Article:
Spring is Here - Time to Trim Your Perennial Herbs

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Salt Lake has been having spring-like weather lately, so on one of those warm days I went out in the garden and trimmed most of my perennial herbs, making way for the green shoots to appear.  When I mentioned on Twitter that I'd been trimming herbs, a few people asked about how to do it, so I thought I'd share how my herb beds looked after their spring trimming.  Nothing gets me more excited about summer than the appearance of fresh herbs in the garden, so I love seeing those little spots of green!  (Links to gardening sites contained within this post are purely for information purposes and are not meant to be an endorsement of the site.)

Nothing says Spring like perennial herbs starting to show some green!

If you're going to try growing herbs, you need to learn which are Perennial Herbs (those that come back year after year), which are Biennial Herbs (those that come back once after the first year) and which are Annual Herbs (those that have to be re-planted every year).  There can also be some differences based on the climate where you live; for example Rosemary is a perennial but in Utah it often dies if it's a cold winter.  If you're new to gardening, pay special attention to where you plant the Perennial Herbs because some travel around if they aren't contained (mint) and others grow to be quite large bushes if they aren't trimmed (sage, oregano, and rosemary).

Thyme is a perennial that dies down to what looks like a mass of sticks in the winter, but if you trim it down you will soon see tiny green leaves start to appear.  There are many types of thyme, all of which are fairly hardy and easy to grow.  (Those brown tubes are the drip watering system in my garden beds.)

Mint is one herb you may come to hate if you plant it where it can spread out, because it will overtake anything that's planted nearby.  It's best grown in a container, and I have my mint in a divided garden bed with the mint in the center section.  Mint grows like a weed, and the clumps of dead branches should be trimmed away every year.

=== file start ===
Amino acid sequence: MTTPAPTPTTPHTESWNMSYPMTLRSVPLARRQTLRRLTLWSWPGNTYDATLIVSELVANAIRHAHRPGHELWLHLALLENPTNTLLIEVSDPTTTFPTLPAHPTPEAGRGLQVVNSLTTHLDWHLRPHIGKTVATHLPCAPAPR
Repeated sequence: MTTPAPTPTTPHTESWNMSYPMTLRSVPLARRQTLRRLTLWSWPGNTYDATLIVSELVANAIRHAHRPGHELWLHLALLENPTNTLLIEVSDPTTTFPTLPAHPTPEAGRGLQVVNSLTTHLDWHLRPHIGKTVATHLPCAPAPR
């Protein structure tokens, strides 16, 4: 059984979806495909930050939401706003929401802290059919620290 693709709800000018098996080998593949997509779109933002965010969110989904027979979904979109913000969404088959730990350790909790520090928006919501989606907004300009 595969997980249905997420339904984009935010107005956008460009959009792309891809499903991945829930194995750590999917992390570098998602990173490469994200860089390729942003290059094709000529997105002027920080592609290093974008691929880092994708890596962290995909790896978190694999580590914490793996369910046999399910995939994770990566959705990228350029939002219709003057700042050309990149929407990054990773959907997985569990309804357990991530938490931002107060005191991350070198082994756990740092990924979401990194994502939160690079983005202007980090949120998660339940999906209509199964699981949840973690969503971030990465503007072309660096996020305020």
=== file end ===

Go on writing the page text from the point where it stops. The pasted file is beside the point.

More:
Rosemary may or may not last through the winter, depending on what garden zone you live in, but this year we had a mild winter in Utah and the rosemary is very happy.  I didn't trim this too vigorously because I liked the idea of having some early-season rosemary.

French Tarragon is another plant that looks like a bunch of dead sticks in the spring, but green leaves will pop up, so trim the sticks away to give the leaves a chance to start again.

Parsley is a biennial, so if you trim the thick stems from the previous year leaves will sprout out again the second year.

If you neglect your parsley plants a little in the fall and let them go to seed, the seeds that drop will sprout the next year in the spring.  These little clumps of curly parsley are starting from seeds.  (By the way, parsley is easy to grow from seeds you buy, but they take a very long time to sprout.)

For some reason my Italian Parsley is very eager to get started this year, which is just fine with me!

And of course Chives is always one of the first herbs to start back in the spring.   I have a hard time remembering to trim this in the fall, so I usually end up in the spring just pulling out the dead pieces.

I have a few other perennial herbs planted around my back yard.  The Sage and Purple Sage aren't getting any leaves yet.  Lavendar is something I grow mostly for the flowers, and the plants are already covered with leaves, but I haven't trimmed it yet.  I've also got some Golden Oregano and Marjoram plants that are still looking pretty dead, but they will be getting a trim pretty soon.

If you have herbs starting to show up in your garden, please let us know in the comments about what you're growing and how they're doing at this time of year.  You can see all my Garden Updates since 2006 or the 2012 Garden Updates if you'd like to see more about my garden.

Kalyn Denny writes about cooking, gardening, and shares her low-glycemic recipes at Kalyn's Kitchen

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